Tributes to resort's long-serving Punch and Judy man
- Credit: Nick Butcher
A talented artist who was Great Yarmouth's Punch and Judy man for 20 years has died aged 88.
As well as entertaining thousands of children on the sands, Guy Richardson was an enormously gifted artist working across a wide range of materials with huge imagination, creativity, and a sprinkling of magic.
Born in Chelsea he came to art after a stint doing National Service, graduating from Chelsea School of Art in 1957 and earning a degree in Art History from the University of East Anglia a decade later.
A chance holiday to Lowestoft on a friend's recommendation brought him to the coast where he settled, marrying in Wells, Norfolk, and going on to have three daughters.
Although creating art was the most brightly stitched seam that ran through his life, he is well-remembered for his puppet shows bringing joy and laughter to generations both on the beach and in schools - spanning a host of themes and styles.
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In an interview he said it was while working as an art teacher in Lowestoft making puppets with students that he discovered there was no Punch and Judy in Yarmouth.
Stepping in to fill the gap he made his own booth and a cast of characters, the 5p that children gave to "the bottlers" (often one of his daughters) being his main summer income.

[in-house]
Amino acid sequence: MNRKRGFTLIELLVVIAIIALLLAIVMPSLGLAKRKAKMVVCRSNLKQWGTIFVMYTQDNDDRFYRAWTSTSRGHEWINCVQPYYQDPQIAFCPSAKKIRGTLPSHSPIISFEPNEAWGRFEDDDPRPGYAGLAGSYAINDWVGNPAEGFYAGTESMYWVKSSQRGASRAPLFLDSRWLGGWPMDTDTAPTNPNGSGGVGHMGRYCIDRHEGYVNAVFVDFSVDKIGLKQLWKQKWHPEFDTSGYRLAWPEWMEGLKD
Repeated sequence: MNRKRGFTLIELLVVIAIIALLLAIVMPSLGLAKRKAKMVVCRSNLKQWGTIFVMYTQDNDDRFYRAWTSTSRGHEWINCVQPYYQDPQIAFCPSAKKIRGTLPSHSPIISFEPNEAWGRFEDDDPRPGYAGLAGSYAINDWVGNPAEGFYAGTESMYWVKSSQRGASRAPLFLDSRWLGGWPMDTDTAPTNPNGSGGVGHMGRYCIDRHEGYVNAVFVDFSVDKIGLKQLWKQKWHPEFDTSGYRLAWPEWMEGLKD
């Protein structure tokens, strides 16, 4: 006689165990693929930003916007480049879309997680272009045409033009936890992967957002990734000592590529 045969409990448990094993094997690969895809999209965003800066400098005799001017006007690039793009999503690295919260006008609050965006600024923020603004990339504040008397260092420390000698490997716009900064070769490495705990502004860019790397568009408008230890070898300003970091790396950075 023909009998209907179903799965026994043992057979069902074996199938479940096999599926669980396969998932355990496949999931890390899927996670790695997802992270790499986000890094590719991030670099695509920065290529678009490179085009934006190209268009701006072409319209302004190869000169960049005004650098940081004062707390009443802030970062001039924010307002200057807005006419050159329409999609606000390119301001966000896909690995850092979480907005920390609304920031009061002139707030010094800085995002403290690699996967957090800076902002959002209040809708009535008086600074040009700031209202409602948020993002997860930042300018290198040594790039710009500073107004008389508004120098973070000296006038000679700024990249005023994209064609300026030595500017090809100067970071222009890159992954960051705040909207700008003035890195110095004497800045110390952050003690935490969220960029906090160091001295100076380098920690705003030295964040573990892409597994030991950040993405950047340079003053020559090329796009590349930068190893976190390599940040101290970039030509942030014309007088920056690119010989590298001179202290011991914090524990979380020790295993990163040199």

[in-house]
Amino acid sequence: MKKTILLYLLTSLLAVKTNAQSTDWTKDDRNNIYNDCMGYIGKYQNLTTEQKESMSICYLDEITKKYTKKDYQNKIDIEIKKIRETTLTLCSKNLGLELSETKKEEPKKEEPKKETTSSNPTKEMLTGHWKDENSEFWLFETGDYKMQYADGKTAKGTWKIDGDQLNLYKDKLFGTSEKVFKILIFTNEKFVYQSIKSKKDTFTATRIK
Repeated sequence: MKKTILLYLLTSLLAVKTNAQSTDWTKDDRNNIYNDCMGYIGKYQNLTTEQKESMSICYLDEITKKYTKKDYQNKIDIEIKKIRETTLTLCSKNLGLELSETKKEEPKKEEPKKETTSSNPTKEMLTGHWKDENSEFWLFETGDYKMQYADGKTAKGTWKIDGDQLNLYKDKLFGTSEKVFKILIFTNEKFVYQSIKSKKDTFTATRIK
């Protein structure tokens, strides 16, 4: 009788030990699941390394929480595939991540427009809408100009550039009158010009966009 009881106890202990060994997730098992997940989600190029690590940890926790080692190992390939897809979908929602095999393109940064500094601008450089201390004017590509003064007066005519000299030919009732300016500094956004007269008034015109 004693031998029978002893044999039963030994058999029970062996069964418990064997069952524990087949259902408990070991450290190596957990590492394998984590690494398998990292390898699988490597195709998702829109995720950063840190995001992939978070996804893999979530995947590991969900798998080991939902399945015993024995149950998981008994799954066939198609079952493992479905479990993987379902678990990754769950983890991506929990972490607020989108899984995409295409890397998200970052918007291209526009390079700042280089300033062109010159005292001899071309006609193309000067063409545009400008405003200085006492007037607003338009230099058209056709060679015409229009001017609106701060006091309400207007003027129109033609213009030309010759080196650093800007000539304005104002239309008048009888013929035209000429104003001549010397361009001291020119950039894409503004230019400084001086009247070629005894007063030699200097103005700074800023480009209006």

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As "Professor Agrippa" he did at least two shows a day and as many as five if there were big crowds on the beach.
Working up to nine puppets he would perform two versions, one in the traditional style involving a crocodile and Mr Punch persuading the hangman to put his head in the noose, and one of his own creation involving two Chinese magicians.
In his final years he suffered with Alzheimer's. His last exhibition was in London around four years ago alongside Mark Burrell and Peter Rudolfo as The North Sea Magical Realists.
Fellow artist Meg Amsden, who worked as his unofficial apprentice, described him as "a wonderful artist, painter and showman."
She added he was "the most wonderful teacher, full of encouragement and praise."
His youngest daughter Georgia said her father also loved reading and walking, as well a being a wonderful father and grandfather making wooden toys and stilts for the children.
Daniel Hanton, who two years ago brought Punch and Judy back to Gorleston said he was inspired by Mr Richardson after watching his shows as a child.
He said: "He inspired a new generation of Punch performers including me.
"His show was the first one I had ever seen. Most days I was taken by my great aunts to the beach during the summer and I would make them stay for every show."
Mr Richardson lived in Loddon, Great Yarmouth and Lowestoft. Among his works he produced ceramic and relief sculptures based on puppet themes, as well as pastel paintings and his trademark peep-shows.
Three of his models are on display in the British Museum’s permanent collection.
A private family funeral is being arranged.